Taking na,0 and nq,0 to be the initial numbers of active and quiescent cells, respectively, we have the initial condition V ( a , q , 0 ) = a n a , 0 q n q , 0 and the boundary condition V(1,1,t) = 1, where the boundary condition comes from the definition of the generating function.

The TCP is defined as the extinction probability of the tumor cells after radiation therapy, i.e. TCP ( t ) = p n a = 0 , n q = 0 ( t ) = V ( 0 , 0 , t ) . In the steady state, TCP ( ) = lim t V ( 0 , 0 , t ) . In the case of a constant radiation dose, we can find an analytical solution that relates TCP to all the parameters appearing in the model, especially the values of the death rates, Γ a and Γ q . In the limit of a large - but finite - total number of cells N, we expect the steady state of the system to have two absorbing states of either zero population of either active or quiescent cells or both populations together reaching their maximum limits, N a and N q (Na,q 1). This means that in the steady state, the form of the generating function V(a,q,t → ) is:
V ( a , q ) = A + B a N a q N q .
The first term indicates that there is a non-zero probability for either population to become extinct and the second term is indicative of the possibility that eventually one or both populations reach large population limits - details to be determined by the values of N a and N q . The coefficients A and B are the extinction and survival probabilities of the dynamical system, respectively, while q and a are the fixed points of Eq. 9, which satisfy the following relations:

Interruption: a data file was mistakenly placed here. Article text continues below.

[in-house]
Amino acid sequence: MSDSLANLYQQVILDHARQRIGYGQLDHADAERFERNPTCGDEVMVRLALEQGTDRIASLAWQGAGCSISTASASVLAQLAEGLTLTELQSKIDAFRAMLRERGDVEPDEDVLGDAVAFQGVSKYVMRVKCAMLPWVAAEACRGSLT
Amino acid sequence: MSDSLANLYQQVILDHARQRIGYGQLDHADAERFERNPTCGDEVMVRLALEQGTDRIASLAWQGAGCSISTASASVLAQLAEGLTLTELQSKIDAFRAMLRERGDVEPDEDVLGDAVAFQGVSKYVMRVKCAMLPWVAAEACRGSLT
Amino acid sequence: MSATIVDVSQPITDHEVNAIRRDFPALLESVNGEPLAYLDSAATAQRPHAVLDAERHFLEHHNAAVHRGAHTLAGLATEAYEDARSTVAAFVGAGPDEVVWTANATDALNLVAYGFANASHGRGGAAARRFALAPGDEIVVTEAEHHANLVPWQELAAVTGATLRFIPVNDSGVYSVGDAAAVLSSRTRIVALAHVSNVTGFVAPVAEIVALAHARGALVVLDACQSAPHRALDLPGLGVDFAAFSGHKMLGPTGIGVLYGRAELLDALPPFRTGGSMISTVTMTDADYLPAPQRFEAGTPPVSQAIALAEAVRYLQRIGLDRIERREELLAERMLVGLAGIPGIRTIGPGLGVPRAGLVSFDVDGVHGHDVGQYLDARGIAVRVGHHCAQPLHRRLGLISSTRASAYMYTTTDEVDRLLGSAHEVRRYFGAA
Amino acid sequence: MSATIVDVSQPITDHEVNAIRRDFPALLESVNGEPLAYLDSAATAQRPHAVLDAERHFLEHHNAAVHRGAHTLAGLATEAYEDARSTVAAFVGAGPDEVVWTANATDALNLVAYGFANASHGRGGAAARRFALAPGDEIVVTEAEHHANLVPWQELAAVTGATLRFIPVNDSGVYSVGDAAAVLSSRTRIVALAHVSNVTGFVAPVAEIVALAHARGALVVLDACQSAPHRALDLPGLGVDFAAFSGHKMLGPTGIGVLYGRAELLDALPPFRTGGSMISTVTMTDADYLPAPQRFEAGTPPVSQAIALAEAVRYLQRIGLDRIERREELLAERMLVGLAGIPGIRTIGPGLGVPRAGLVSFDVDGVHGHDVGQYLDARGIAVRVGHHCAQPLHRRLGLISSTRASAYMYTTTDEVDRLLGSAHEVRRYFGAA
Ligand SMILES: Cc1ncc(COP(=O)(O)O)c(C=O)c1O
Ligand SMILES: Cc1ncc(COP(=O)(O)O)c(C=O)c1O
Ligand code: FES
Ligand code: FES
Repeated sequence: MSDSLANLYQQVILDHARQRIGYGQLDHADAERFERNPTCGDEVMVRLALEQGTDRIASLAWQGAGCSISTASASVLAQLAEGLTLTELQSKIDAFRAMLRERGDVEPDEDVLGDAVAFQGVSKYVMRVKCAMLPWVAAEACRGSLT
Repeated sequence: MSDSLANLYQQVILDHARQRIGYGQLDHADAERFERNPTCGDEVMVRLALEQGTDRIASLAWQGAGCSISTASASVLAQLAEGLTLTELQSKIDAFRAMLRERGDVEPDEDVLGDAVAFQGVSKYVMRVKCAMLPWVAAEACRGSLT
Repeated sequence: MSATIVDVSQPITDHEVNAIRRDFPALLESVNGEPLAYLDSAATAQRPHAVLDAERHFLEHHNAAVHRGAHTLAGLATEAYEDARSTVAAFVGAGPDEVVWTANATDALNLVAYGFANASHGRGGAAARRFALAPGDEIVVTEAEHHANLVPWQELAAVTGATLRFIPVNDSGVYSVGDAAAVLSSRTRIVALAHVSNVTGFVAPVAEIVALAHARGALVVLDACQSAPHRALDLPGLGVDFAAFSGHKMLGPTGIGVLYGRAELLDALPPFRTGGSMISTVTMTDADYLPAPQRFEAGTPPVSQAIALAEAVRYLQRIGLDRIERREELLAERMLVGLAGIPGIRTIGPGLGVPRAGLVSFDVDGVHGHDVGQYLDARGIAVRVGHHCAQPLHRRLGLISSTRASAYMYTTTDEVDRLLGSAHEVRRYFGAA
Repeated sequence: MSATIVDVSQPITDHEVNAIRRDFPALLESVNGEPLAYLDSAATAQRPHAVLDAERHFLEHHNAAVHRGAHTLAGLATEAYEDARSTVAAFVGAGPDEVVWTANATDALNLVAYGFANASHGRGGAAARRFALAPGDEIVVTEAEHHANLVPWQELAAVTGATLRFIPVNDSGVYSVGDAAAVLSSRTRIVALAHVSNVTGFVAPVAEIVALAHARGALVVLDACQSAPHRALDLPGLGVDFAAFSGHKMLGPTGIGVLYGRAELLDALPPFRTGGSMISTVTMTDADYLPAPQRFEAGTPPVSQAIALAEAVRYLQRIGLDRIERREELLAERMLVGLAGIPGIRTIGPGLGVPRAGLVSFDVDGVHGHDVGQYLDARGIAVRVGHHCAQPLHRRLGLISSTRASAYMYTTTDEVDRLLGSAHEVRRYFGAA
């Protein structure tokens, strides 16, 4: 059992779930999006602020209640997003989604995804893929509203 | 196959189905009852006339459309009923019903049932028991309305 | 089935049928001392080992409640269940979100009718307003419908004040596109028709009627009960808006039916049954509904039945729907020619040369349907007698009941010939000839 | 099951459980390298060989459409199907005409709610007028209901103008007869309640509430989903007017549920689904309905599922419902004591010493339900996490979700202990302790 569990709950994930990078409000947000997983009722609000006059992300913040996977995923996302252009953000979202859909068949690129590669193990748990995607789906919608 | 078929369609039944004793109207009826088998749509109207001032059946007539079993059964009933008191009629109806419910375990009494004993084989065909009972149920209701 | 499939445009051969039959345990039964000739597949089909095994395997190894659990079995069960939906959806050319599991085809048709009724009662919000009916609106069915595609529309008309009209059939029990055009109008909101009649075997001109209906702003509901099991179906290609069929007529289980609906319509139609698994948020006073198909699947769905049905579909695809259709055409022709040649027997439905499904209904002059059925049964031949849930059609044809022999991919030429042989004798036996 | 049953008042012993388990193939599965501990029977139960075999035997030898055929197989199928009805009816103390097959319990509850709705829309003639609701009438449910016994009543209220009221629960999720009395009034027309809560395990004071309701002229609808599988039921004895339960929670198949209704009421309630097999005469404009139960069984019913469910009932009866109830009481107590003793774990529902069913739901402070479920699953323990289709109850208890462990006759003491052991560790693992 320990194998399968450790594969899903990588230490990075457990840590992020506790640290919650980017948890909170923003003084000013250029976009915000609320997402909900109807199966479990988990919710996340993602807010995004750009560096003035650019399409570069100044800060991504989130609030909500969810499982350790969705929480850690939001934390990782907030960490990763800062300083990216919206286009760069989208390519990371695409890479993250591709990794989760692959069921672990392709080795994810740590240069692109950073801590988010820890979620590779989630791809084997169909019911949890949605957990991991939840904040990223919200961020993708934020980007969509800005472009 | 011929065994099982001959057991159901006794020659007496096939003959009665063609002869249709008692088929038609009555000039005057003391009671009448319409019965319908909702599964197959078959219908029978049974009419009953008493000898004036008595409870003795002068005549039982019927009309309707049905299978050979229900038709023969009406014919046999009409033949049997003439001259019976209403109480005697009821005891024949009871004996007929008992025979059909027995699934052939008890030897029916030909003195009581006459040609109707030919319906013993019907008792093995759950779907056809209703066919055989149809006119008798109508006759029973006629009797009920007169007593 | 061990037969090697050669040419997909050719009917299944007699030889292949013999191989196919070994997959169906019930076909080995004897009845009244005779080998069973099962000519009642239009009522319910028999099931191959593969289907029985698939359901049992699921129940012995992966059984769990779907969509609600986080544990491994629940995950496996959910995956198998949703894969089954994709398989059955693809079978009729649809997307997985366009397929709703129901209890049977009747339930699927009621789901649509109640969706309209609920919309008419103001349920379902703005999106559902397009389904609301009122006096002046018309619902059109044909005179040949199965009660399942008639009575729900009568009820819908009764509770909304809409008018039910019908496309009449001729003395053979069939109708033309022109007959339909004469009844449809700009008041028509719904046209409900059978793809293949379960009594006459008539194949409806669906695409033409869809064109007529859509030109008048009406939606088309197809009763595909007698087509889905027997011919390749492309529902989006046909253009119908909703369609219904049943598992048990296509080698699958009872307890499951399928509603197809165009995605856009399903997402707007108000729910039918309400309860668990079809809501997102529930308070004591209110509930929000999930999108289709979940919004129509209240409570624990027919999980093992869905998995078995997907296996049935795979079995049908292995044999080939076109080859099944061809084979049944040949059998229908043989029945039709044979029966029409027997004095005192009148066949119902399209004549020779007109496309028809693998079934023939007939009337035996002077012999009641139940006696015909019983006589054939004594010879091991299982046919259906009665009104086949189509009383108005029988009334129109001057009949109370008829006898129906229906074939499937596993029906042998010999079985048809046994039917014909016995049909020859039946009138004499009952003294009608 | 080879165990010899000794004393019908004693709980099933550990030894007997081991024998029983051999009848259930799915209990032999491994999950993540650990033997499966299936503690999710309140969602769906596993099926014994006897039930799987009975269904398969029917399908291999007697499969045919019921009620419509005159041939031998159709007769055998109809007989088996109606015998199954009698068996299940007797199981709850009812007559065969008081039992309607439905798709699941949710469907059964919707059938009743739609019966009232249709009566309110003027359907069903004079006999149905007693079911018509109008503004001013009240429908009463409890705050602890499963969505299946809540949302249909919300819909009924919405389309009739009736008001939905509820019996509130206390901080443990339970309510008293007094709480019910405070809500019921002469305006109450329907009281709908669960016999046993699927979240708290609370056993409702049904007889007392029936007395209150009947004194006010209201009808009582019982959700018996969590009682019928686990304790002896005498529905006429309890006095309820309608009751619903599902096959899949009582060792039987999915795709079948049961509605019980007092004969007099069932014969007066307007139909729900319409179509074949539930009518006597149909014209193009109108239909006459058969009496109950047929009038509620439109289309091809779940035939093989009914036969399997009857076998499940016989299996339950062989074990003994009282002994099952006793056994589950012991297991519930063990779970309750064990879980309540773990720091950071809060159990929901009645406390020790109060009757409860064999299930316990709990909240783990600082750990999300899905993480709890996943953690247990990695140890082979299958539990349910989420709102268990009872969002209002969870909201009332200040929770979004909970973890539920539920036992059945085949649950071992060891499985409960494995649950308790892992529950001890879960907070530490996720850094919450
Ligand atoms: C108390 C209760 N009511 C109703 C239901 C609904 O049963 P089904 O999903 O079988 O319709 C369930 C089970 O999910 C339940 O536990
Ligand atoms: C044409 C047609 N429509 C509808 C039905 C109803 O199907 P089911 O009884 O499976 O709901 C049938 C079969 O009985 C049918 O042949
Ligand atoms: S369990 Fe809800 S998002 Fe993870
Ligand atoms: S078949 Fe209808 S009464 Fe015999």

0 = γ a + Γ q - ( Γ q + γ ) q 0 = μ f a + ( 1 - f ) q 2 - ( Γ a + μ ) a + Γ a .
One fixed point is (1,1), and the non-trivial solutions for a and q are:
q = γ a + Γ q Γ q + γ , a = - c 2 ± c 2 2 - 4 c 1 c 3 2 c 1 ,
where the coefficients c1, c2, and c3 are defined as
c 1 = μ ( Γ q + γ ) 2 f · ( Γ q + γ ) + ( 1 - f ) γ 2 , c 2 = 2 μ Γ q ( 1 - f ) ( Γ q + γ ) 2 f · ( Γ q + γ ) + ( 1 - f ) γ - ( Γ a + μ ) , c 3 = μ ( 1 - f ) 2 Γ q 2 ( Γ q + γ ) 2 + Γ a .
Using the initial and boundary conditions mentioned above, we can obtain the values of A and B. We are interested in the value of A, which is the extinction probability in the long run. This is the TCP in the steady state (TCP ):
TCP = a n a , 0 q n q , 0 .